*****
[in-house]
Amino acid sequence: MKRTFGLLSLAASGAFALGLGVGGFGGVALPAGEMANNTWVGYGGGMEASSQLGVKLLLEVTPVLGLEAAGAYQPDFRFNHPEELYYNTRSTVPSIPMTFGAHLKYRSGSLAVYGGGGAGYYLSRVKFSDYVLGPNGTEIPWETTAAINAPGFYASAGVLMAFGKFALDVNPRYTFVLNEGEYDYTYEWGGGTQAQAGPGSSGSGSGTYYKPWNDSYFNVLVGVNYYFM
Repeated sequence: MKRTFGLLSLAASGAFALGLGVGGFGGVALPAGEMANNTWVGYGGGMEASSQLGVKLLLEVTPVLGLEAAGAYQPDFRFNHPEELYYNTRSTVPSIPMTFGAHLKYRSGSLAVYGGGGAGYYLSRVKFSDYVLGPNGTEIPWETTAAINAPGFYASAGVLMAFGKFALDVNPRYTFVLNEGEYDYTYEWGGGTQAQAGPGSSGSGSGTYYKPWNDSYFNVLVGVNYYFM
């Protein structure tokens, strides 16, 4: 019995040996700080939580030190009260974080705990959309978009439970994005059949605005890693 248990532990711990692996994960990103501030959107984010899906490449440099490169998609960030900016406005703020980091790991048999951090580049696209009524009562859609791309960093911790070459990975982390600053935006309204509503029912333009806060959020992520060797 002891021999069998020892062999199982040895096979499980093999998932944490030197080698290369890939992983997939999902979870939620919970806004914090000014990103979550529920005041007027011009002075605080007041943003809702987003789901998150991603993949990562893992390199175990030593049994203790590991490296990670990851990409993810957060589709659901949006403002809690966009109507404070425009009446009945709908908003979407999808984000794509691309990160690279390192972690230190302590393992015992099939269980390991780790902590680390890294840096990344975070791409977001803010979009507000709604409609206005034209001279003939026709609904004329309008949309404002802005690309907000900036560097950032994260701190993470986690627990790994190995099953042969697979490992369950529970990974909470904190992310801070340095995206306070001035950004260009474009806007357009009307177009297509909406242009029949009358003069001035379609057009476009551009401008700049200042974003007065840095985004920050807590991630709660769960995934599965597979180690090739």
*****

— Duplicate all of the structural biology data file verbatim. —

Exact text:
[in-house]
Amino acid sequence: MKRTFGLLSLAASGAFALGLGVGGFGGVALPAGEMANNTWVGYGGGMEASSQLGVKLLLEVTPVLGLEAAGAYQPDFRFNHPEELYYNTRSTVPSIPMTFGAHLKYRSGSLAVYGGGGAGYYLSRVKFSDYVLGPNGTEIPWETTAAINAPGFYASAGVLMAFGKFALDVNPRYTFVLNEGEYDYTYEWGGGTQAQAGPGSSGSGSGTYYKPWNDSYFNVLVGVNYYFM
Repeated sequence: MKRTFGLLSLAASGAFALGLGVGGFGGVALPAGEMANNTWVGYGGGMEASSQLGVKLLLEVTPVLGLEAAGAYQPDFRFNHPEELYYNTRSTVPSIPMTFGAHLKYRSGSLAVYGGGGAGYYLSRVKFSDYVLGPNGTEIPWETTAAINAPGFYASAGVLMAFGKFALDVNPRYTFVLNEGEYDYTYEWGGGTQAQAGPGSSGSGSGTYYKPWNDSYFNVLVGVNYYFM
């Protein structure tokens, strides 16, 4: 019995040996700080939580030190009260974080705990959309978009439970994005059949605005890693 248990532990711990692996994960990103501030959107984010899906490449440099490169998609960030900016406005703020980091790991048999951090580049696209009524009562859609791309960093911790070459990975982390600053935006309204509503029912333009806060959020992520060797 002891021999069998020892062999199982040895096979499980093999998932944490030197080698290369890939992983997939999902979870939620919970806004914090000014990103979550529920005041007027011009002075605080007041943003809702987003789901998150991603993949990562893992390199175990030593049994203790590991490296990670990851990409993810957060589709659901949006403002809690966009109507404070425009009446009945709908908003979407999808984000794509691309990160690279390192972690230190302590393992015992099939269980390991780790902590680390890294840096990344975070791409977001803010979009507000709604409609206005034209001279003939026709609904004329309008949309404002802005690309907000900036560097950032994260701190993470986690627990790994190995099953042969697979490992369950529970990974909470904190992310801070340095995206306070001035950004260009474009806007357009009307177009297509909406242009029949009358003069001035379609057009476009551009401008700049200042974003007065840095985004920050807590991630709660769960995934599965597979180690090739």